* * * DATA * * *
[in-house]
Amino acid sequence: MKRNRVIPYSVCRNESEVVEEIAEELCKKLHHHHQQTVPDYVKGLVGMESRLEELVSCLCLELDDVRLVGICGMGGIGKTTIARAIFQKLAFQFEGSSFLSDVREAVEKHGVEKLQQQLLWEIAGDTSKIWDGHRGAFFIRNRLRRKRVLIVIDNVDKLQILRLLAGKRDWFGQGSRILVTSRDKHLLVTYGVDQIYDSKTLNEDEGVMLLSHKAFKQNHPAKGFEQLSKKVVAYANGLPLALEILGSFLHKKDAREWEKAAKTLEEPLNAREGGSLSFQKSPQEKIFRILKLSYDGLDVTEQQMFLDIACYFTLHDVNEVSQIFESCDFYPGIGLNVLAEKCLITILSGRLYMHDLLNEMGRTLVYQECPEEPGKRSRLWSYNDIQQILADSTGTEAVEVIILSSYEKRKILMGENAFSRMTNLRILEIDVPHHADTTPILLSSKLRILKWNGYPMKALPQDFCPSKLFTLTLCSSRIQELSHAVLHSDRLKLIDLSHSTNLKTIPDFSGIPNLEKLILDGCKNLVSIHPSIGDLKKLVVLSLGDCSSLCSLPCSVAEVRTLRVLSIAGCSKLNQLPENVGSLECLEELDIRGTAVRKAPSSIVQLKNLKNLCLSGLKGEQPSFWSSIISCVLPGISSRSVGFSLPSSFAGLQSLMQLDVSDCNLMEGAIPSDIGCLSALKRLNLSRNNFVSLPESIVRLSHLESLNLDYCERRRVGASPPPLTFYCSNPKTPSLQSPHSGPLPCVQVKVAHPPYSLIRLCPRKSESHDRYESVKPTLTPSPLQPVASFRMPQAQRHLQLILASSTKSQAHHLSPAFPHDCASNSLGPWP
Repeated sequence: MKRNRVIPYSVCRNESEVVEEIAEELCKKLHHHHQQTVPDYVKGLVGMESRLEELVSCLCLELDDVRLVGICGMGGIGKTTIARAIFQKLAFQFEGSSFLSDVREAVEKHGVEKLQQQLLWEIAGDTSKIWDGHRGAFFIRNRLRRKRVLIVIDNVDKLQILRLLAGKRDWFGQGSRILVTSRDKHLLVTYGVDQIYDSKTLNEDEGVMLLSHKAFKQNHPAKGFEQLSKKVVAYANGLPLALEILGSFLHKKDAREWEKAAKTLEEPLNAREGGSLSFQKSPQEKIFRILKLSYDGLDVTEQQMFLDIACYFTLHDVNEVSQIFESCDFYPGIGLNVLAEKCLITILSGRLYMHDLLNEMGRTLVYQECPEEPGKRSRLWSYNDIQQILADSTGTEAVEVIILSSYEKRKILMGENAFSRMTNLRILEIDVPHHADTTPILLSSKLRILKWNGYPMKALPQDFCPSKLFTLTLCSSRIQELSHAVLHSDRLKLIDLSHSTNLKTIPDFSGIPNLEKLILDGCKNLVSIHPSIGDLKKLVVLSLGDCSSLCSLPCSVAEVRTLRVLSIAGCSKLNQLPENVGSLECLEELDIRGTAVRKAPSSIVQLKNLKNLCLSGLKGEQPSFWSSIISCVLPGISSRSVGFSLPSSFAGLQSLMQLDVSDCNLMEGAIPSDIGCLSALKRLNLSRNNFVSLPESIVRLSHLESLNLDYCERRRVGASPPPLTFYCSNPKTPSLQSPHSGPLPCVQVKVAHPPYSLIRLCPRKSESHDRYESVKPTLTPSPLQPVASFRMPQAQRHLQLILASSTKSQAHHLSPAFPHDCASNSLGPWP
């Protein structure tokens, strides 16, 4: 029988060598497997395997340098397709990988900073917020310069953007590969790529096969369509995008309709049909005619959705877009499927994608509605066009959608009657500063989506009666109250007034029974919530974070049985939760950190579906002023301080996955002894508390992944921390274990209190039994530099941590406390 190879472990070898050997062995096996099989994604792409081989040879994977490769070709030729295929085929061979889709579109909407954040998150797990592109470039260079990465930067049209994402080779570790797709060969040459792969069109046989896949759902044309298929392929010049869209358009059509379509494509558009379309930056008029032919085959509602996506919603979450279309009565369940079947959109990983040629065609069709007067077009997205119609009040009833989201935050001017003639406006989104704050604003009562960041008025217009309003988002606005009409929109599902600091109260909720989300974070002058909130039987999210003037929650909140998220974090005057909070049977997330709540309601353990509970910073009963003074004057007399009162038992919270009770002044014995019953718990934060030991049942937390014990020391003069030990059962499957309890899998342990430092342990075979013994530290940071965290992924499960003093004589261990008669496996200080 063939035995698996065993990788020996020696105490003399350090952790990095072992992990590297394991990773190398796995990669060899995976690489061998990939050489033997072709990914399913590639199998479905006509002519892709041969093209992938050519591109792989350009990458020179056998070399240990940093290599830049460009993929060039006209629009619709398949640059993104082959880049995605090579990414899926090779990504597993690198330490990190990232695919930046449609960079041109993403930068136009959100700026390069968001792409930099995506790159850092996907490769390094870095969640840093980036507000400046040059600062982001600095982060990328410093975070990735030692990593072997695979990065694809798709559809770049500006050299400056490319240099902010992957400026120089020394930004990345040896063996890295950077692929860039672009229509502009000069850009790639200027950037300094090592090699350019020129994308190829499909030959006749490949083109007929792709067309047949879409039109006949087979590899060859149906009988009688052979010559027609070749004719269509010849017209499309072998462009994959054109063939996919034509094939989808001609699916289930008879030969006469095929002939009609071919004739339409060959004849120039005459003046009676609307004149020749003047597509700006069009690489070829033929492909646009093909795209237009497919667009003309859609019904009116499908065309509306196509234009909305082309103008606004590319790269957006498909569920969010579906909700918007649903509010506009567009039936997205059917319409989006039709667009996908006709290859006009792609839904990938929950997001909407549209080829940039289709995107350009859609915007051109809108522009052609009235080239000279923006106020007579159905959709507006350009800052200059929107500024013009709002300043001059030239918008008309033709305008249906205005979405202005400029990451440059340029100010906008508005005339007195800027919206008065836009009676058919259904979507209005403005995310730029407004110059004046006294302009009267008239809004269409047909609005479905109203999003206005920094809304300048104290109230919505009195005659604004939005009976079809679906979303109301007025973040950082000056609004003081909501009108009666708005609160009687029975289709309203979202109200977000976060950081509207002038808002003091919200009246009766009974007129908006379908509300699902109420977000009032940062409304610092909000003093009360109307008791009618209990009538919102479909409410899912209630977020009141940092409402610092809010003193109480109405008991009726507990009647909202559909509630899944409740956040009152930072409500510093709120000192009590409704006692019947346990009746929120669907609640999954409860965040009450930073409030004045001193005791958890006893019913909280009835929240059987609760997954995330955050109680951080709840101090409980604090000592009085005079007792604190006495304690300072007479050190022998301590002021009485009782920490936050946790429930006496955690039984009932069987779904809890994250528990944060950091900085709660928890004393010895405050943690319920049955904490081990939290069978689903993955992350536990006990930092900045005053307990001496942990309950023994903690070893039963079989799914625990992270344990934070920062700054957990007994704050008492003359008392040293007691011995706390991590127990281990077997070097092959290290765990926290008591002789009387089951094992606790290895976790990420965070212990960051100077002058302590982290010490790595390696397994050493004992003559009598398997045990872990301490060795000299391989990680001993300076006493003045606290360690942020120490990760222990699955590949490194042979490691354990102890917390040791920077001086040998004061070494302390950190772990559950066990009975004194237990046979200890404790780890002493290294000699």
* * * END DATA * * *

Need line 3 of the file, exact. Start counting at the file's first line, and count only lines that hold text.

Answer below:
Repeated sequence: MKRNRVIPYSVCRNESEVVEEIAEELCKKLHHHHQQTVPDYVKGLVGMESRLEELVSCLCLELDDVRLVGICGMGGIGKTTIARAIFQKLAFQFEGSSFLSDVREAVEKHGVEKLQQQLLWEIAGDTSKIWDGHRGAFFIRNRLRRKRVLIVIDNVDKLQILRLLAGKRDWFGQGSRILVTSRDKHLLVTYGVDQIYDSKTLNEDEGVMLLSHKAFKQNHPAKGFEQLSKKVVAYANGLPLALEILGSFLHKKDAREWEKAAKTLEEPLNAREGGSLSFQKSPQEKIFRILKLSYDGLDVTEQQMFLDIACYFTLHDVNEVSQIFESCDFYPGIGLNVLAEKCLITILSGRLYMHDLLNEMGRTLVYQECPEEPGKRSRLWSYNDIQQILADSTGTEAVEVIILSSYEKRKILMGENAFSRMTNLRILEIDVPHHADTTPILLSSKLRILKWNGYPMKALPQDFCPSKLFTLTLCSSRIQELSHAVLHSDRLKLIDLSHSTNLKTIPDFSGIPNLEKLILDGCKNLVSIHPSIGDLKKLVVLSLGDCSSLCSLPCSVAEVRTLRVLSIAGCSKLNQLPENVGSLECLEELDIRGTAVRKAPSSIVQLKNLKNLCLSGLKGEQPSFWSSIISCVLPGISSRSVGFSLPSSFAGLQSLMQLDVSDCNLMEGAIPSDIGCLSALKRLNLSRNNFVSLPESIVRLSHLESLNLDYCERRRVGASPPPLTFYCSNPKTPSLQSPHSGPLPCVQVKVAHPPYSLIRLCPRKSESHDRYESVKPTLTPSPLQPVASFRMPQAQRHLQLILASSTKSQAHHLSPAFPHDCASNSLGPWP